U.S. Pat. No. 5,253,168, issued Oct. 12, 1993, inventor Berg, discloses a system for allowing an individual to express one's self in a creative manner by using biofeedback signals to direct imaging and audio devices.

U.S. Pat. No. 5,676,138, issued Oct. 14, 1997, inventor Zawalinski, discloses a multimedia computerized system for detecting emotional responses of human beings and changes thereof over time.

U.S. Pat. No. 5,047,930, issued Sep. 10, 1991, inventors Marten, et al., discloses methods of analyzing physiological signals from a subject and analyzing them using pattern recognition techniques to determine a particular sleep state of the subject. Use of any associated feedbacks is not disclosed.

The following papers discuss various emotional responses and physiological responses of subjects to viewing images.

Affective judgement and psychophysiological response: dimensional covariation in the evaluation of pictorial stimuli; by: Greenwald, Cook and Lang; Journal of Pyschophysiology 3 (1989), pages 51-64.

Remembering Pictures: Pleasure and Arousal in Memory, by: Bradley, Greenwald, Petry and Lang; Journal of Experimental Psychology, Learning Memory and Cognition; 1992, Vol. 18, No. 2, pages 379-390.

Looking at Pictures: Affective, facial, visceral, and behavioral reactions; by: Lang, Greenwald, Bradley, and Hamm, Psychophysiology, 30 (1993), pages 261-273.

Picture media and emotion: Effects of a sustained affective context; by: Bradley, Cuthbert, and Lang, Psychophysiology, 33 (1996), pages 62-670.

Emotional arousal and activation of the visual cortex: An fMRI analysis; by: Lang, Bradley, Fitzsimmons, Cuthbert, Scott, Bradley, Moulder, and Nangia; Psychophysiology, 25 (1998), pages 199-210.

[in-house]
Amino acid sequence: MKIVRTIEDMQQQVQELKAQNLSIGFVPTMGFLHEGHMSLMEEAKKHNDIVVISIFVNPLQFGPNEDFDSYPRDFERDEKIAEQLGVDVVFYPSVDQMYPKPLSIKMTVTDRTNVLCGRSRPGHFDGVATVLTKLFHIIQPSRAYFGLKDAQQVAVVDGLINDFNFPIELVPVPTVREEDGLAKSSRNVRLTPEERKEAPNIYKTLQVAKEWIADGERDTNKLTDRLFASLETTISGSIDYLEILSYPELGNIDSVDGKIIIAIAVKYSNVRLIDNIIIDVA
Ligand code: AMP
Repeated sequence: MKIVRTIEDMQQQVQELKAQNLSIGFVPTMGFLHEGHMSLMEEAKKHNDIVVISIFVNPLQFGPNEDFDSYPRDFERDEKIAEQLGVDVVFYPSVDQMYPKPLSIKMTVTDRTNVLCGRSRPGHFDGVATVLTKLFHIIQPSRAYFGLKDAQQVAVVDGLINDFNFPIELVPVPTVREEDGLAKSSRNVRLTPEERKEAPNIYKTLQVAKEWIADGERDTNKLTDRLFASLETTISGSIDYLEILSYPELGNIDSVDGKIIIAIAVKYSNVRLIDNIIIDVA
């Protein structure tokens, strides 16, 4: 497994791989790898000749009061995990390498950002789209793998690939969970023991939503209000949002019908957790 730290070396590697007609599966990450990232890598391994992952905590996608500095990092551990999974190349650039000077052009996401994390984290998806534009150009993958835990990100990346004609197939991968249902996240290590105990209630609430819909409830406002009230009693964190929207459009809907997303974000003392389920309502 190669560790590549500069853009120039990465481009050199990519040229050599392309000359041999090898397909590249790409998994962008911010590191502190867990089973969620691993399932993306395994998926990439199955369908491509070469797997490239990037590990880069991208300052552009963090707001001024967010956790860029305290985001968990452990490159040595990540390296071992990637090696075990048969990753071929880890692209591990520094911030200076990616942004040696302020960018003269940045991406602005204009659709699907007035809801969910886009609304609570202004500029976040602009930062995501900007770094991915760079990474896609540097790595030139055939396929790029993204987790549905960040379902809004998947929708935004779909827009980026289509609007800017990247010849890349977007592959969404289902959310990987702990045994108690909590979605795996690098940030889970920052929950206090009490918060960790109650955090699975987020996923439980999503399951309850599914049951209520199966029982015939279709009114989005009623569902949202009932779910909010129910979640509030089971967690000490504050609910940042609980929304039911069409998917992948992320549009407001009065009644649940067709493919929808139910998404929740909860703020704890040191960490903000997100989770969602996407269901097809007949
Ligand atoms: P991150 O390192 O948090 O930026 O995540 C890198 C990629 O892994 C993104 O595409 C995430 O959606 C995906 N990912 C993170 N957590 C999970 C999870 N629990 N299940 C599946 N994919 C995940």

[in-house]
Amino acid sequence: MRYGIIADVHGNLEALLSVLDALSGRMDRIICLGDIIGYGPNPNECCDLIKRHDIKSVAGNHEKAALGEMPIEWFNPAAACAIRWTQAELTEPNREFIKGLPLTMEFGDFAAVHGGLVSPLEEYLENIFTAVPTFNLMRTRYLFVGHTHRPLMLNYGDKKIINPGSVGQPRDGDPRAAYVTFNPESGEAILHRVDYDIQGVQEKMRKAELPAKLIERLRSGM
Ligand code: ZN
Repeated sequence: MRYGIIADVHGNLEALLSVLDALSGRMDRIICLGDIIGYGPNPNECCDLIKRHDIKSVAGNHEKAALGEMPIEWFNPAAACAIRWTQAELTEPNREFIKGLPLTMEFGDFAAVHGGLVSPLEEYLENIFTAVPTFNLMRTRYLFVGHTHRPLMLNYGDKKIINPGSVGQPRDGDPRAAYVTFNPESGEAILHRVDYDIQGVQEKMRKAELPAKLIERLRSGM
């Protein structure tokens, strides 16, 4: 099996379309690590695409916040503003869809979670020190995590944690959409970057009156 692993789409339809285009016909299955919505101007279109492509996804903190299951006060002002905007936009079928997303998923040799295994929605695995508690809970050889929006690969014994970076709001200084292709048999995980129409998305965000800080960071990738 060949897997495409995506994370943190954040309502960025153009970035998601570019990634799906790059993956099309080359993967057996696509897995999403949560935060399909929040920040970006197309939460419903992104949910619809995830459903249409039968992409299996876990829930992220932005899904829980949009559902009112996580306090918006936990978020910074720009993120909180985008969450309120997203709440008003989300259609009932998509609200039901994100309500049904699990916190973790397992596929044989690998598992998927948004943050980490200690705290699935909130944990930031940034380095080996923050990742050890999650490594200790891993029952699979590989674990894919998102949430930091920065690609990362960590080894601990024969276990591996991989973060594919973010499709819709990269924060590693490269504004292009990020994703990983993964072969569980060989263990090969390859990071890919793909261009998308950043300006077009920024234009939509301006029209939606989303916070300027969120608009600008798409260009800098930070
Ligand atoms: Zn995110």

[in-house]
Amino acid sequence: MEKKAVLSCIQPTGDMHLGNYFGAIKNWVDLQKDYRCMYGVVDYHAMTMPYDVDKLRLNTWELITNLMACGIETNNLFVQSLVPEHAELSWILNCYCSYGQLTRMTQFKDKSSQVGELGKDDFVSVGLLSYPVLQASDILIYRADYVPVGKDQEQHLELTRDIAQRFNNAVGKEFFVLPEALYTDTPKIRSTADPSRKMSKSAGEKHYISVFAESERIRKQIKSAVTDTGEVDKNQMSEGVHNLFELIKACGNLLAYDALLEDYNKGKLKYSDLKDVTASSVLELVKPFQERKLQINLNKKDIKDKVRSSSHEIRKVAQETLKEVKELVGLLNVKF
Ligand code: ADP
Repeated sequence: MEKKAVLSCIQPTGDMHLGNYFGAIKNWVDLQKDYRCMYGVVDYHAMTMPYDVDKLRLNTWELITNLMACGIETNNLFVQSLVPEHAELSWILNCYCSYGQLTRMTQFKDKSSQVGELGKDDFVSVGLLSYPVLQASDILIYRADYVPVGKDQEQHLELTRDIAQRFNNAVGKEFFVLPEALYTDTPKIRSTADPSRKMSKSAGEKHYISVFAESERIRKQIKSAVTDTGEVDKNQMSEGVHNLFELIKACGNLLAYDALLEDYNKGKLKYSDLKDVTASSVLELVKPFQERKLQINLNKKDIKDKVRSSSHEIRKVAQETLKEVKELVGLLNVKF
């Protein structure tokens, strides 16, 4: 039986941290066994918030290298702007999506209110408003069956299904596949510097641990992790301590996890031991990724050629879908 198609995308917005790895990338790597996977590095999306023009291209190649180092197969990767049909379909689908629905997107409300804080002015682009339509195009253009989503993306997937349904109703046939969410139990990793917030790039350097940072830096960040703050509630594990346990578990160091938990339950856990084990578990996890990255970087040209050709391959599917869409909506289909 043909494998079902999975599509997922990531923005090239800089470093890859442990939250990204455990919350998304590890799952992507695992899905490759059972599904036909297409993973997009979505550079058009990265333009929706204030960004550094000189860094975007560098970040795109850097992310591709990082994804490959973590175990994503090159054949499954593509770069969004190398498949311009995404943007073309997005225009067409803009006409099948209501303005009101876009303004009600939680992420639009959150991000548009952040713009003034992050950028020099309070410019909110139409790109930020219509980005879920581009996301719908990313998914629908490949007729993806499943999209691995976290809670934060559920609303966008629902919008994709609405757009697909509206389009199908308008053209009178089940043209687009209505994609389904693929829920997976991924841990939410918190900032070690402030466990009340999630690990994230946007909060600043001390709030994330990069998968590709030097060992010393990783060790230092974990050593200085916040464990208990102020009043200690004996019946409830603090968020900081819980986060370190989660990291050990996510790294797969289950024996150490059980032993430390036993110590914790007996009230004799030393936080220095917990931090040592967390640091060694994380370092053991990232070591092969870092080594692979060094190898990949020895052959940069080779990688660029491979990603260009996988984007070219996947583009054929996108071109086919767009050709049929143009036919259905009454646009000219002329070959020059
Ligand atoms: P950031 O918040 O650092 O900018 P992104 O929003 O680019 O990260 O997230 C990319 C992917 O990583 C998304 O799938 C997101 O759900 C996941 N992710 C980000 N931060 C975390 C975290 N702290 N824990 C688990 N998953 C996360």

The techniques disclosed in the above references have the following disadvantages.

1. Known biofeedback techniques require expensive equipment, a trained instructor, and individual training in order to realize the benefits from the techniques.

2. Known biofeedback techniques that use sounds, icons, or indicators that react to a user's physical or mental state have been ineffective in inducing or encouraging a relaxed state in the user.

SUMMARY OF THE INVENTION

According to the present invention, there is provided a solution to the problems of the prior art.

According to a feature of the present invention, there is provided an apparatus for managing the physiological and/or psychological state of an individual comprising a source of biophilic images; a device for sensing at least one physiological parameter of an individual; and a display, linked to said source and said device, for displaying biophilic images from said source as a function of the sensed physiological parameter in order to manage a physiological or psychological state of the individual.

It is therefore desirable to provide an improved system that would incorporate biophilic images that respond to the user's mental, physical and physiological state via biofeedback techniques. A simple example of this would be a time-lapse image of a flower budding. The user's monitored physical and mental state would control the time-lapse sequence. As the user became relaxed the rate at which the “budding process” progressed would accelerate. This would provide a non-abstract, non-distracting means to monitor one's own physical and mental state while providing images that induce and encourage relaxation.

ADVANTAGEOUS EFFECT OF THE INVENTION

The invention has the following advantages.

1. A non-distracting means is provided to monitor one's own mental and physical state.

2. Images are used that indicate the status of user's mental and physical state and that also induce and encourage change of physiological and psychological state in a desired direction, e.g., relaxation.

3. A more effective biofeedback technique.

4. A more intuitive biofeedback technique.

5. A dual methodology of using relaxing biophilic image sequences which are controlled by biofeedback.

BRIEF DESCRIPTION OF THE DRAWINGS